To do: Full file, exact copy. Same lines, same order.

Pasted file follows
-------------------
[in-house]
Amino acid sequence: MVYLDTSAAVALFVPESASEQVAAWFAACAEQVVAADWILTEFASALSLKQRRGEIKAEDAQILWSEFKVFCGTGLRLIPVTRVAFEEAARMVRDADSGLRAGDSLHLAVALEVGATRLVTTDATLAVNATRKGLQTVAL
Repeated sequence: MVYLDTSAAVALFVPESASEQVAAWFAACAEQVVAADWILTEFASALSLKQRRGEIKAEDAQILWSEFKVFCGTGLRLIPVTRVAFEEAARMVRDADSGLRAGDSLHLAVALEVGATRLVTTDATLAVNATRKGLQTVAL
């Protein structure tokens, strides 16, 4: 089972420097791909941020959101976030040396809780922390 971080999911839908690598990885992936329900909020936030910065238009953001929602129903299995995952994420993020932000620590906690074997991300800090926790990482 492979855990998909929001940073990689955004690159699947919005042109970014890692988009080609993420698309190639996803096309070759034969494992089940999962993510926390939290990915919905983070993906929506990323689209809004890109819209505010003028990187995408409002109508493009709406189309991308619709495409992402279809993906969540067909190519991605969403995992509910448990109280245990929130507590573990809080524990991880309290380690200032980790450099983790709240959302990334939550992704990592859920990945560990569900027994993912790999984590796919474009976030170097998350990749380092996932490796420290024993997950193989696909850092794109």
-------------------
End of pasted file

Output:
[in-house]
Amino acid sequence: MVYLDTSAAVALFVPESASEQVAAWFAACAEQVVAADWILTEFASALSLKQRRGEIKAEDAQILWSEFKVFCGTGLRLIPVTRVAFEEAARMVRDADSGLRAGDSLHLAVALEVGATRLVTTDATLAVNATRKGLQTVAL
Repeated sequence: MVYLDTSAAVALFVPESASEQVAAWFAACAEQVVAADWILTEFASALSLKQRRGEIKAEDAQILWSEFKVFCGTGLRLIPVTRVAFEEAARMVRDADSGLRAGDSLHLAVALEVGATRLVTTDATLAVNATRKGLQTVAL
């Protein structure tokens, strides 16, 4: 089972420097791909941020959101976030040396809780922390 971080999911839908690598990885992936329900909020936030910065238009953001929602129903299995995952994420993020932000620590906690074997991300800090926790990482 492979855990998909929001940073990689955004690159699947919005042109970014890692988009080609993420698309190639996803096309070759034969494992089940999962993510926390939290990915919905983070993906929506990323689209809004890109819209505010003028990187995408409002109508493009709406189309991308619709495409992402279809993906969540067909190519991605969403995992509910448990109280245990929130507590573990809080524990991880309290380690200032980790450099983790709240959302990334939550992704990592859920990945560990569900027994993912790999984590796919474009976030170097998350990749380092996932490796420290024993997950193989696909850092794109």